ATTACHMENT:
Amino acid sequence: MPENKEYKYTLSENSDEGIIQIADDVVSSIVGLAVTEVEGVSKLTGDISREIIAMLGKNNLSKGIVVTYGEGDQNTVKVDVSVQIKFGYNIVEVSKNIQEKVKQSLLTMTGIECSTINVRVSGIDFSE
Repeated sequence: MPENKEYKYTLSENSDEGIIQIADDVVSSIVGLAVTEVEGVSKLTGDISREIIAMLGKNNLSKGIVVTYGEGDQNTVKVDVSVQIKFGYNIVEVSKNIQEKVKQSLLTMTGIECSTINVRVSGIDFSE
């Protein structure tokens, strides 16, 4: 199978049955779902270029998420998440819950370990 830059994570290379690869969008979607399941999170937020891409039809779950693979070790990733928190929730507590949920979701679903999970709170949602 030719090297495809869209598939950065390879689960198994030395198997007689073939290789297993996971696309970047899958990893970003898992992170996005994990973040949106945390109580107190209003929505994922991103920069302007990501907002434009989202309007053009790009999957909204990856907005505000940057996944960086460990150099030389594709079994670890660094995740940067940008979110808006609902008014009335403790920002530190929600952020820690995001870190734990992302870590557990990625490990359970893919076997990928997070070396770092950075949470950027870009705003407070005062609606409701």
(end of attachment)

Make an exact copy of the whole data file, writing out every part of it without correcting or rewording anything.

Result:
Amino acid sequence: MPENKEYKYTLSENSDEGIIQIADDVVSSIVGLAVTEVEGVSKLTGDISREIIAMLGKNNLSKGIVVTYGEGDQNTVKVDVSVQIKFGYNIVEVSKNIQEKVKQSLLTMTGIECSTINVRVSGIDFSE
Repeated sequence: MPENKEYKYTLSENSDEGIIQIADDVVSSIVGLAVTEVEGVSKLTGDISREIIAMLGKNNLSKGIVVTYGEGDQNTVKVDVSVQIKFGYNIVEVSKNIQEKVKQSLLTMTGIECSTINVRVSGIDFSE
């Protein structure tokens, strides 16, 4: 199978049955779902270029998420998440819950370990 830059994570290379690869969008979607399941999170937020891409039809779950693979070790990733928190929730507590949920979701679903999970709170949602 030719090297495809869209598939950065390879689960198994030395198997007689073939290789297993996971696309970047899958990893970003898992992170996005994990973040949106945390109580107190209003929505994922991103920069302007990501907002434009989202309007053009790009999957909204990856907005505000940057996944960086460990150099030389594709079994670890660094995740940067940008979110808006609902008014009335403790920002530190929600952020820690995001870190734990992302870590557990990625490990359970893919076997990928997070070396770092950075949470950027870009705003407070005062609606409701």